After a stirring final day's play in Mumbai during which 17 wickets fell, 14 of which were bagged by spinners from both sides, India captain MS Dhoni has asked for Test pitches across the country that will take the kind of turn witnessed today at the Wankhede right from day one. Such pitches, he said, could only ensure better quality contests and make the toss less relevant.

"What I would like to see [in Tests in India], played out on fifth-day wicket [in Mumbai]; I want the pitches to turn from the very first day," Dhoni said, expressing surprise at the ample turn and bounce offered on the final day. "It sets off a bit of panic in the opposition's dressing room and, at the same time, you [India] are under pressure to perform as well. That what makes it interesting."

In contrast to the first four days when 1153 runs were scored for the fall of 22 wickets, the final day's play witnessed the same ebb and flow all great Test matches became memorable for. A combination of expert spin bowling from Pragyan Ojha and R Ashwin and senseless batting from West Indies' middle order resulted in a collapse in which eight wickets went down for just 53 runs. A target of 243 from a maximum of 64 overs was never out of reach for India, especially with Virender Sehwag in the ranks.

Sehwag, aided by three lives, set the tempo and by the time he departed India were in a comfortable position. However, with the pitch taking ample turn, Marlon Samuels bowled his off breaks in a marathon 25-over spell from the North Stand end, while Devendra Bishoo bowled tight lines from the Pavilion End, hardly giving any free hits. Subsequently, from a position of authority, India were forced to concede control to the visitors, who kept their wits intact all through. Off the final over, India needed three runs, West Indies two wickets. Eventually India got two runs off a fabulous Fidel Edwards over, in which he stuck to a straight line.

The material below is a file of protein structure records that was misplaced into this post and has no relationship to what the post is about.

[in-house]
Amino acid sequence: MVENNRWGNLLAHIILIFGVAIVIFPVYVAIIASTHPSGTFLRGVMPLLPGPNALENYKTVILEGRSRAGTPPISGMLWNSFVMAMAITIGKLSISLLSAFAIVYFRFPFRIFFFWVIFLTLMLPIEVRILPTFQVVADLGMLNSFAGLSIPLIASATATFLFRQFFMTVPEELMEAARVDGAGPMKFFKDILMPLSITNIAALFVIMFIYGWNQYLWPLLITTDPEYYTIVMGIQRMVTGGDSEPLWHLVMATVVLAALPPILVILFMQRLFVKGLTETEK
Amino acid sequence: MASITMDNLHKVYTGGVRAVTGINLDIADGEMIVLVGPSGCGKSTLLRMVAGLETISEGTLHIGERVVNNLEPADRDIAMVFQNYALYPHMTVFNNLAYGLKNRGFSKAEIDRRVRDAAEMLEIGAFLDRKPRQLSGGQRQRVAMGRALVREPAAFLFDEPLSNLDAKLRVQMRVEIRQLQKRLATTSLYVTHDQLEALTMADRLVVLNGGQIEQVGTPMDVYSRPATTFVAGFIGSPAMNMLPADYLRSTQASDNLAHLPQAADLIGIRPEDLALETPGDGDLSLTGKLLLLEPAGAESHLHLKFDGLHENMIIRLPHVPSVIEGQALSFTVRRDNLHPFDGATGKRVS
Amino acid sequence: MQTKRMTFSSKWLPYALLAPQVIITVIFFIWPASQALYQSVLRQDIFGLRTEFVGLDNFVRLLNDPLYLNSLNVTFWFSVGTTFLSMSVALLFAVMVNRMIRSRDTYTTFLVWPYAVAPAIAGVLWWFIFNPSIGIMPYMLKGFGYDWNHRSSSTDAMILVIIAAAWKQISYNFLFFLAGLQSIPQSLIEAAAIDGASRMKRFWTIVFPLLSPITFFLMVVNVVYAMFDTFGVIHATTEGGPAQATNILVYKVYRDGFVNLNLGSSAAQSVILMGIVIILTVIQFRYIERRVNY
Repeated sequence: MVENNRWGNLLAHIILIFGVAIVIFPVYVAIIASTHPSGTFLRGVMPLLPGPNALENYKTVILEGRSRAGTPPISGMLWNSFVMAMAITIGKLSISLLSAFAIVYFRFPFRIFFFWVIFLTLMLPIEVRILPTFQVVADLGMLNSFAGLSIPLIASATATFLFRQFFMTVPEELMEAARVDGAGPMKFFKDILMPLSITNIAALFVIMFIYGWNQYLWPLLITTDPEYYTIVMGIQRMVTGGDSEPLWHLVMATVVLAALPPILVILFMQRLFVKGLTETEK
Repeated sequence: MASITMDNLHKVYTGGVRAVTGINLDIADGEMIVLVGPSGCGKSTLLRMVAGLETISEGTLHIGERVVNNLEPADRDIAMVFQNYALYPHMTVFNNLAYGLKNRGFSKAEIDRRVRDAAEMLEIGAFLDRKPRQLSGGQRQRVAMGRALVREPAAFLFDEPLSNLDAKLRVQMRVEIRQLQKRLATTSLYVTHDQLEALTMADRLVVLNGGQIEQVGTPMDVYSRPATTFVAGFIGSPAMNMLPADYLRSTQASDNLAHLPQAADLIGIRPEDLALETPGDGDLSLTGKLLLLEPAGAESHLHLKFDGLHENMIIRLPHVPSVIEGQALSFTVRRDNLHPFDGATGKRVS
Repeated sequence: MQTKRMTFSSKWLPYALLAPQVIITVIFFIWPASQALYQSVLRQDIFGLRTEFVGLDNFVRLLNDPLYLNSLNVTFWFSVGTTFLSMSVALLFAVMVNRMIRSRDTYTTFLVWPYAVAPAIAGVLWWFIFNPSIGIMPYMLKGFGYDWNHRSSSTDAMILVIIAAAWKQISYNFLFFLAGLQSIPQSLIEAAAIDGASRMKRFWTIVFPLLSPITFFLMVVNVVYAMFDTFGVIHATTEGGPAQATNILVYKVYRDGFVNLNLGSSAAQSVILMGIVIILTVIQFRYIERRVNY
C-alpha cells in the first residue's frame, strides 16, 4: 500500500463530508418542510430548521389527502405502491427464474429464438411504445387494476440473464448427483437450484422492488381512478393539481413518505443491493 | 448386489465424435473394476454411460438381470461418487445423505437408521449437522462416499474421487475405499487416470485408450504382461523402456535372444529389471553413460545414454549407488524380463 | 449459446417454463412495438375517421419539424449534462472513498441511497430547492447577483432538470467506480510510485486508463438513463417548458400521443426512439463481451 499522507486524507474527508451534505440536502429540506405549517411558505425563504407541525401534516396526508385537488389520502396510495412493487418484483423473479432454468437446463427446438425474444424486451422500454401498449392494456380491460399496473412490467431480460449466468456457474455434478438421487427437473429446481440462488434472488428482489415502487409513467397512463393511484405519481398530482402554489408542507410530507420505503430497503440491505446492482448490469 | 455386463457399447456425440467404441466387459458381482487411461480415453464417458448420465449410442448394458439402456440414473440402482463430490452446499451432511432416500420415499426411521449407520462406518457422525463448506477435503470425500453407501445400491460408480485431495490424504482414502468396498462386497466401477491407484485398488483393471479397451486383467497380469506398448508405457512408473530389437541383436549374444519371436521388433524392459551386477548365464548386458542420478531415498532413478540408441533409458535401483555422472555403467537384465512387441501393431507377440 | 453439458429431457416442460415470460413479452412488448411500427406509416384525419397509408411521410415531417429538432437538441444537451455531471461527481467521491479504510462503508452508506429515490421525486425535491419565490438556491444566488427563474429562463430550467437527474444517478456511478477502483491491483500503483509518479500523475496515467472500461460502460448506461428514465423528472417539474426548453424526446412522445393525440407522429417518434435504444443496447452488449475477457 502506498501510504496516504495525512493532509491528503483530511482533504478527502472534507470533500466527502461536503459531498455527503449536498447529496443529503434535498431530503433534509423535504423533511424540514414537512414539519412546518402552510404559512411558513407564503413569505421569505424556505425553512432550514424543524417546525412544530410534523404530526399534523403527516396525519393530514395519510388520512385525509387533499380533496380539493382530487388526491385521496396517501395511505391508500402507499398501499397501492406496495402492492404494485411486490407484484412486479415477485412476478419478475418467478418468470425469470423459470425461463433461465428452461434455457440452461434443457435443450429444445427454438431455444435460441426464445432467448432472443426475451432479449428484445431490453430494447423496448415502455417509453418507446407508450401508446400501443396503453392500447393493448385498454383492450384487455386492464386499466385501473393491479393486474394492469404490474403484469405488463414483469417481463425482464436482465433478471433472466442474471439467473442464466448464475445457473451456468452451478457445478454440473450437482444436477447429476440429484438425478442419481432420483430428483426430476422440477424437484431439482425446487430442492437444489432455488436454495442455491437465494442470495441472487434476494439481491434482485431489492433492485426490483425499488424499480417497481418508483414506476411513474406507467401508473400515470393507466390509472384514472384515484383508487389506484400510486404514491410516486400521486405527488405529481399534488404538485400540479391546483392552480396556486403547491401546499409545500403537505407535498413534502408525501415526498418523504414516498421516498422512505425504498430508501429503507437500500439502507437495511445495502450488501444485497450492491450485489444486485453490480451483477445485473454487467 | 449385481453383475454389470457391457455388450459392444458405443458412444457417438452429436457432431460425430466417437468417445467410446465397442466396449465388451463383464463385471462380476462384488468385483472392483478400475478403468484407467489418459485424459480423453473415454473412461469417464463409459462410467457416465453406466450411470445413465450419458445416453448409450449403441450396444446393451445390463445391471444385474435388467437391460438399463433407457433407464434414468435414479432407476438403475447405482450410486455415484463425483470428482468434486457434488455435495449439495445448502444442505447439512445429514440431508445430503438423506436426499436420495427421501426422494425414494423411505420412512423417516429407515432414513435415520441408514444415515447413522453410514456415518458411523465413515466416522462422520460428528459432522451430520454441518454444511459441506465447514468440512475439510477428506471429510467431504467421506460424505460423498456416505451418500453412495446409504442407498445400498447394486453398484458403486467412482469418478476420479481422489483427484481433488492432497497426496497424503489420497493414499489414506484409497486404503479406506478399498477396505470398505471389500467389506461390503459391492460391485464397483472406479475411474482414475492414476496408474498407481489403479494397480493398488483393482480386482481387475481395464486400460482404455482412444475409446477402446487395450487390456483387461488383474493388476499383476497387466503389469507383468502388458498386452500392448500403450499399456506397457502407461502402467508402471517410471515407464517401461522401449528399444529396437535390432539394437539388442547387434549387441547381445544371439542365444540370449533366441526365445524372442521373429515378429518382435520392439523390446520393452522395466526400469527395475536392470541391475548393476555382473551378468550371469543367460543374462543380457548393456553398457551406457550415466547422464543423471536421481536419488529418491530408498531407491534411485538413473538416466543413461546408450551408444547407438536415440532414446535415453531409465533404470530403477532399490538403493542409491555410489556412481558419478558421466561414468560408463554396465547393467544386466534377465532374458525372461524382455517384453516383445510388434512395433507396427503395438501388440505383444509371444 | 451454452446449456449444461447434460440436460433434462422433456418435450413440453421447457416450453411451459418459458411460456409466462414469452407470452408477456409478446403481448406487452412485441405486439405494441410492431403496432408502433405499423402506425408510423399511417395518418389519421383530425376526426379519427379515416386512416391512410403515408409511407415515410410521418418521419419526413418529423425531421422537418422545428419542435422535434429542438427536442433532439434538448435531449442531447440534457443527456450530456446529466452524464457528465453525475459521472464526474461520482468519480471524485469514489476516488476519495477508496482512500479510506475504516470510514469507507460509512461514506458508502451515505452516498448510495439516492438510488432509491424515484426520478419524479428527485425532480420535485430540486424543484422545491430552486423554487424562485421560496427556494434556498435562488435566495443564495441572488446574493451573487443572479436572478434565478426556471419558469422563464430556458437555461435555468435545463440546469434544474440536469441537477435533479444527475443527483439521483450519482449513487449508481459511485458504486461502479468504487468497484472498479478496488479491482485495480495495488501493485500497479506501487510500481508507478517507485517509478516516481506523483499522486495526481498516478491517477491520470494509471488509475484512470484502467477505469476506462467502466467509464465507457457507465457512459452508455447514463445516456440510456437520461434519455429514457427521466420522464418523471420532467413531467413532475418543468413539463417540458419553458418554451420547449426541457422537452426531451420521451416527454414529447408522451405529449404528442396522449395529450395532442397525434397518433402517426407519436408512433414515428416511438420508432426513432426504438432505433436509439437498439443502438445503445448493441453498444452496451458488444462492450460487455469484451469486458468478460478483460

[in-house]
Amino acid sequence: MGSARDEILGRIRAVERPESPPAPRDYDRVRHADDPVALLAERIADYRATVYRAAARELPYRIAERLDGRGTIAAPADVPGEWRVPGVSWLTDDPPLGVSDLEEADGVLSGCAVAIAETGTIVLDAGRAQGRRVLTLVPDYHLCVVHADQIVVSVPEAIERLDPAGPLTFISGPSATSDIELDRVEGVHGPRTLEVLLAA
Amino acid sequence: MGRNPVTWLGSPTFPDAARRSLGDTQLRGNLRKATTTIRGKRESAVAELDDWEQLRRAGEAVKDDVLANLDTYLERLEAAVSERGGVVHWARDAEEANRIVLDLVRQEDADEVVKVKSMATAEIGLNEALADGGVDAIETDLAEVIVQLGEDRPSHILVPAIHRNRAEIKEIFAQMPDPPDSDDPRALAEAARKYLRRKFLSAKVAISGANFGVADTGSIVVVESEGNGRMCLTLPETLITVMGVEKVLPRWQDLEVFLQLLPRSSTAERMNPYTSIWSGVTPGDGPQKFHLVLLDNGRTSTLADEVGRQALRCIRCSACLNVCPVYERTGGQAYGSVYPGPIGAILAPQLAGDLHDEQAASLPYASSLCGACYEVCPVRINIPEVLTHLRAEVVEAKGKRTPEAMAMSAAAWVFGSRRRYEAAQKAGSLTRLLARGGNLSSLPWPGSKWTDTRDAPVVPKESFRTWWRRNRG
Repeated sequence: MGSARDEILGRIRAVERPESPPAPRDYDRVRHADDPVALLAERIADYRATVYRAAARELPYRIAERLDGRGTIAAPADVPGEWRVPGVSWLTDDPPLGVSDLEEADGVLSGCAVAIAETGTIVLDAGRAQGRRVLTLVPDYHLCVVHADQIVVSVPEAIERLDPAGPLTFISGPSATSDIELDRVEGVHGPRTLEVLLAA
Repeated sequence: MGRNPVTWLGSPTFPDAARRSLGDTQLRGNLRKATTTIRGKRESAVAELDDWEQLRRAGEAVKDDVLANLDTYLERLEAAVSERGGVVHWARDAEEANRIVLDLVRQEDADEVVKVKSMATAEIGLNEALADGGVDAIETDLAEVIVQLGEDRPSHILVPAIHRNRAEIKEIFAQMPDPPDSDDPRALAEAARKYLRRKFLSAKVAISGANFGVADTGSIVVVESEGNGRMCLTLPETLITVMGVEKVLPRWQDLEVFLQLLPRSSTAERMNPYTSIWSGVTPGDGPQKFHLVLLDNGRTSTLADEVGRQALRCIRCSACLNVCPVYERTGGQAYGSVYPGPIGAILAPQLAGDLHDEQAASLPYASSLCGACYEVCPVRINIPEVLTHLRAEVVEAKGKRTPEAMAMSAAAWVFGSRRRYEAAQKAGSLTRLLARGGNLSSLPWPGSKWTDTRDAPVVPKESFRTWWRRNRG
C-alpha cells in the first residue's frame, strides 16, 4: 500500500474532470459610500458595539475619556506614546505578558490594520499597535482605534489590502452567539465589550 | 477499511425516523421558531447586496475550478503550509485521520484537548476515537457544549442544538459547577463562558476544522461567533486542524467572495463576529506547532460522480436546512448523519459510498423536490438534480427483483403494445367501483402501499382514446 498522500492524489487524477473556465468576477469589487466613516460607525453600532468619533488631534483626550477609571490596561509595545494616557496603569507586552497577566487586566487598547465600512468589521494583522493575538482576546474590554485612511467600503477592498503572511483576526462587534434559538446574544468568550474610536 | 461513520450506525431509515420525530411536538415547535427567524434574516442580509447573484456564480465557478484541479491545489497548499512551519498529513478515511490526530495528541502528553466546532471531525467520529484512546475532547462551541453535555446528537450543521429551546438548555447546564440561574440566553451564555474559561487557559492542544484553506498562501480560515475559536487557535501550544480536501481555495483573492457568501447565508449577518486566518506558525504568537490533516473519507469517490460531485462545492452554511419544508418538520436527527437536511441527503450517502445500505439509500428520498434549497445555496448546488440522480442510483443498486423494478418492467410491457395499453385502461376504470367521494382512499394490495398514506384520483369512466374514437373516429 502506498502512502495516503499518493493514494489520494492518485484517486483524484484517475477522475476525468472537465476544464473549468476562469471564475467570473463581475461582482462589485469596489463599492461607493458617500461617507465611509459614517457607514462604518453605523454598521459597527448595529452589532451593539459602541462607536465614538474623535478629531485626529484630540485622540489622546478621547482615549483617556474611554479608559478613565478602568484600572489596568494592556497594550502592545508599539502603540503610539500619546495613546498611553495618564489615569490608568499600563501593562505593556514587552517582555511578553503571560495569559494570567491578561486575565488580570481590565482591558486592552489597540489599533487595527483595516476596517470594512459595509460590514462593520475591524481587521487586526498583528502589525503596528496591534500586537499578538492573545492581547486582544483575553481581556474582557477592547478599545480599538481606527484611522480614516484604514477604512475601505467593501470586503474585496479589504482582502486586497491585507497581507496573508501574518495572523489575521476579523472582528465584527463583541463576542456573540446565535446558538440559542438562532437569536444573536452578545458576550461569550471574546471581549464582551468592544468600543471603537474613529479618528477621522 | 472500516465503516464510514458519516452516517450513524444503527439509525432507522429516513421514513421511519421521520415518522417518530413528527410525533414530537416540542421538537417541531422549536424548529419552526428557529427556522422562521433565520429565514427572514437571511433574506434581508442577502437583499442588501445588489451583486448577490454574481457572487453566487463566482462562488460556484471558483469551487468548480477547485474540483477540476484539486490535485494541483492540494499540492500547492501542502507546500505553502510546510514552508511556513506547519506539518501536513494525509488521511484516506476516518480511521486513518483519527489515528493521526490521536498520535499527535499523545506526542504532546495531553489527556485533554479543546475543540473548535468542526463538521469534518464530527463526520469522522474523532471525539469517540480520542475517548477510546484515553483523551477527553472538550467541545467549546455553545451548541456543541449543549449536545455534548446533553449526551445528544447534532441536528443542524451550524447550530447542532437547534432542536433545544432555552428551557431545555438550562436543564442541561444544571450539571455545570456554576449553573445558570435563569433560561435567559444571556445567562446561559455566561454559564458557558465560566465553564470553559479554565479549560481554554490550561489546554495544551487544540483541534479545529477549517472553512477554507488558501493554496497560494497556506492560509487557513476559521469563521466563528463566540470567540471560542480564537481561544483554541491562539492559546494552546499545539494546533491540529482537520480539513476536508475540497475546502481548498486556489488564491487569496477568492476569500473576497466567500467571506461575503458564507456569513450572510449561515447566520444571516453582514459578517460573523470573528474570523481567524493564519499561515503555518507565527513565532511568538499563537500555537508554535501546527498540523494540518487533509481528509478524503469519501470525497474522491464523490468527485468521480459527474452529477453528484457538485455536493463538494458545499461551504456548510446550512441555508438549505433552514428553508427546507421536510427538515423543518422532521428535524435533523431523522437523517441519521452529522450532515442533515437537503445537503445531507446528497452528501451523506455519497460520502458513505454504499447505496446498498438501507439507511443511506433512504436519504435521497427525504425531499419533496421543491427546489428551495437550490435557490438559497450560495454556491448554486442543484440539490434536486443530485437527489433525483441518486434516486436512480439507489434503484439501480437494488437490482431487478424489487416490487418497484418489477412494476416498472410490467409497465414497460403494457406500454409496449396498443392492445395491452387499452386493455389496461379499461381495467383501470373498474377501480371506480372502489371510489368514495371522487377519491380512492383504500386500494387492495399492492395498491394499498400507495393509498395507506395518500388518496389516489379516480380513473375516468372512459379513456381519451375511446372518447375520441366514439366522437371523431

"Frankly, I really don't what happened [to the pitch]. It started to turn in the morning," Dhoni said. "Till yesterday, everything was fine. It was among the flattest of wickets. Something happened in the morning and it started to turn. Most people thought it will be a draw, but it turned into a close game."

On flat pitches, like the ones on offer in Delhi and Kolkata, and for the first four days at the Wankhede, a team that loses the toss cannot do much to run through the opposition, Dhoni said. "I think if you see the first three or four days [in Mumbai], losing the toss doesn't really help. I don't know when was the last time we played on a wicket that was really turning square [from day one].

"The last time [it came close to an outright turner] was when we played at CCI [Brabourne Stadium, against Sri Lanka in 2009]. Then it was turning, but that was in the morning session. There was bounce also for the spinners, but as the game progressed there was not much even there. I am hoping that we [Indian grounds] stick to our kind of wickets that turn from the first day, which doesn't make the toss very important."

Darren Sammy, West Indies' captain, said he was not as surprised by the different nature of the pitch today. "It did bounce and turn more than on all the previous four days, but it was nothing that we shouldn't have been able to handle," Sammy said.